Lack of evidence for associative learning in pea plants

  1. Kasey Markel  Is a corresponding author
  1. Plant Biology, University of California, Davis, United States
3 figures, 1 table and 2 additional files


Figure 1 with 1 supplement
main Visual summary of all experimental conditions tested in both studies.

(A) Pilot studies used in Gagliano et al. Top row shows maze fan and light configuration for training period, bottom row shows configuration during testing day and the maze arm into which plants grew. (B) Additional controls used in this study to address the same questions as the pilot studies in Gagliano et al. (C) Main experimental conditions.Results shown are from gagliano et al. in Gagliano et al., 2016. Results here are simplified, for more detailed results from both studies see Figures 2 and 3. (D) Conditioning regimen. Horizontal bars indicate time periods for which fans and lights were active, the x-axis indicates time of day.

Figure 1—figure supplement 1
Y maze detail.

(A) Charlotte two in. 45 degree PVC Wye joint (Model # PVC 00600 1000) was cut at 22.5 degree angle (following the seam) using a chop saw, resulting in a bilaterally symmetrical Y shape. Maze dimensions were 55 mm base diameter, 105 mm total height, bifurcation at 65 mm height, 95 mm overall width at bifurcation point, each arm measured 60 mm diameter by 40 mm length, as per the original study. This maze is attached to the pot 1–2 days after emergence of the seedling from the soil surface. Critically, the attachment of the maze is done before condition and orientation (left vs right) is assigned to prevent bias. (B) Finished Y maze attached to pot. Attachment is achieved via circumferential black tape (to prevent light leakage) with additional longer strips as needed to straighten maze as much as possible. Pot is of dimensions 5 cm diameter at top, 4 cm diameter at bottom, 6 cm height and has one central hole of approximately 2 mm diameter cut into the bottom. (C) Y mazes attached to plants within controlled environment chamber. Each Y maze has two open ends, which have four possible electronic device configurations: N shows nothing, L shows an LED alone, F shows fan alone, and FL shows fan and LED together. These lights and fans were then moved from one maze arm to the other according to the training schedule. LEDs are attached to the lateral aspect of each Y terminus to maximize directionality of light. In these experiments, Y mazes are grouped in sets of 10 which are interconnected by a thin wooden shim which is tightly wedged between the two arms of the Y maze. This stabilizes the mazes from tipping over, a problem that plagued initial attempts.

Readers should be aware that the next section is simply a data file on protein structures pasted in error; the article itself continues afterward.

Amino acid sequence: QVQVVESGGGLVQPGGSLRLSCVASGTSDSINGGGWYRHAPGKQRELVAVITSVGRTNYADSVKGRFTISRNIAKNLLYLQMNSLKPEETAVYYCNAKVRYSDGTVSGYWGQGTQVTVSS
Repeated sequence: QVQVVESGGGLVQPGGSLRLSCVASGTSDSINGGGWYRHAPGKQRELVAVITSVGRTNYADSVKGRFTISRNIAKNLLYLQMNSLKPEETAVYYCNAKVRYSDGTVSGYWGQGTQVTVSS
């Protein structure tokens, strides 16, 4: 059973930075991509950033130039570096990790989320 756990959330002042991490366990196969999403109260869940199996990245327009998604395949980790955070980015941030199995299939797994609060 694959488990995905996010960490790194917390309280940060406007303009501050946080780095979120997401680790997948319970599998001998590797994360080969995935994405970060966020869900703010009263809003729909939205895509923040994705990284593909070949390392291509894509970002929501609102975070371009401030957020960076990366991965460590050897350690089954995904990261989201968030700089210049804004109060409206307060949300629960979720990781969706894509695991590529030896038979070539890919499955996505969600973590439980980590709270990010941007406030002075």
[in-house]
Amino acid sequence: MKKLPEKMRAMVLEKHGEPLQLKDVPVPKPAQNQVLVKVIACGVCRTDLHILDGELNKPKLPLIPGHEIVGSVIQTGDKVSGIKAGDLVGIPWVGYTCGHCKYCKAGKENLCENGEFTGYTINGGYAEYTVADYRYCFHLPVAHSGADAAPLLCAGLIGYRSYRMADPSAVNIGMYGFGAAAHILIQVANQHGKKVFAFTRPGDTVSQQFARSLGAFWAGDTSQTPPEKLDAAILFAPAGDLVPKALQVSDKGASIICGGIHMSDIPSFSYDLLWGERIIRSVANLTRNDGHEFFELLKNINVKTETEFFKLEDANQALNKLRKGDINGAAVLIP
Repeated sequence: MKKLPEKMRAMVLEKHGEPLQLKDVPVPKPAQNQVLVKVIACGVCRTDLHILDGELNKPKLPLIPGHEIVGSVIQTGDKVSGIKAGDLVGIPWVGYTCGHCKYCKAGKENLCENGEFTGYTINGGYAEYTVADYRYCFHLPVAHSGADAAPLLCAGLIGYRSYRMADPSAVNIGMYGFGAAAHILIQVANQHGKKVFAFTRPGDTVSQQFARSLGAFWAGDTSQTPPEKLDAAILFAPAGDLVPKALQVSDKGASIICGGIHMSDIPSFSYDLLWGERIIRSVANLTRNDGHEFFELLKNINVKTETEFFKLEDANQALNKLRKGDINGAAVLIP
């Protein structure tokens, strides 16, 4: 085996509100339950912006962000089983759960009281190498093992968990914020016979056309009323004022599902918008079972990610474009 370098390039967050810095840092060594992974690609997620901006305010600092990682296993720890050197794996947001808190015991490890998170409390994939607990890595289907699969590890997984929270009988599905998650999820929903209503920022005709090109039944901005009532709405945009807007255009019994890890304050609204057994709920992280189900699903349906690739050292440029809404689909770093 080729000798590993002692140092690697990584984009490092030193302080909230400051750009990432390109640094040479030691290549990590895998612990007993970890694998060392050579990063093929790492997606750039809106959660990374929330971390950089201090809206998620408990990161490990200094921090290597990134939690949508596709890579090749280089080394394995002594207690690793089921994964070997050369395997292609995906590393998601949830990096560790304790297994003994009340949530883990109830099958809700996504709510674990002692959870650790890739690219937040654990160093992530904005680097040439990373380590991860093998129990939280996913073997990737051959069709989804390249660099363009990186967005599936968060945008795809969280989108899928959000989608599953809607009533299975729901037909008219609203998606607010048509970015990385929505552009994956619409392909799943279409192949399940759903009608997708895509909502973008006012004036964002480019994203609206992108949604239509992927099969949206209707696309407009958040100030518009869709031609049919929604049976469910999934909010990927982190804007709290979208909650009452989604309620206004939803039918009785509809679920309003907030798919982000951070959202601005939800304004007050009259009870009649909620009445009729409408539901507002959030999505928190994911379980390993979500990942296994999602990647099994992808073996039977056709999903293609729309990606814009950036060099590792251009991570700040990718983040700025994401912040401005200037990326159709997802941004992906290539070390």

Results of plant growth in control conditions from the present study (KM) and the Gagliano et al., 2016 experiment (MG).

Numbers in bars indicate percentage, numbers in parentheses indicate raw data, number of plants growing into each maze arm.

Results of plant growth in the four main conditions from this experiment (bars labeled KM) and the Gagliano et al., 2016 paper (bars labeled MG).

Numbers in parentheses indicate sample size. Data are pooled from the Gagliano et al. ‘Experiment 1’ and the Light group of their ‘Experiment 2’.


Table 1
Sample size summary table.

This experiment (Columns labeled KM) suffered significant attrition due to variance in plant growth rate. Sample sizes from the Gagliano et al., 2016 paper (MG) are shown for comparison, grouping results from their ‘Experiment 1’ and the light condition of ‘Experiment 2’. Raw data available in Source data 1.

ConditionPlants tested KMPlants counted KMPlants counted MG
Stationary Light0020
Double Light Stationary Fan0030
Moving Light50270
Moving Light Fan Opposite70300
Moving Light Fan Adjacent40230
F + L956131
F + L Control956020
F vs L654213
F vs L Control65409

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  1. Kasey Markel
Lack of evidence for associative learning in pea plants
eLife 9:e57614.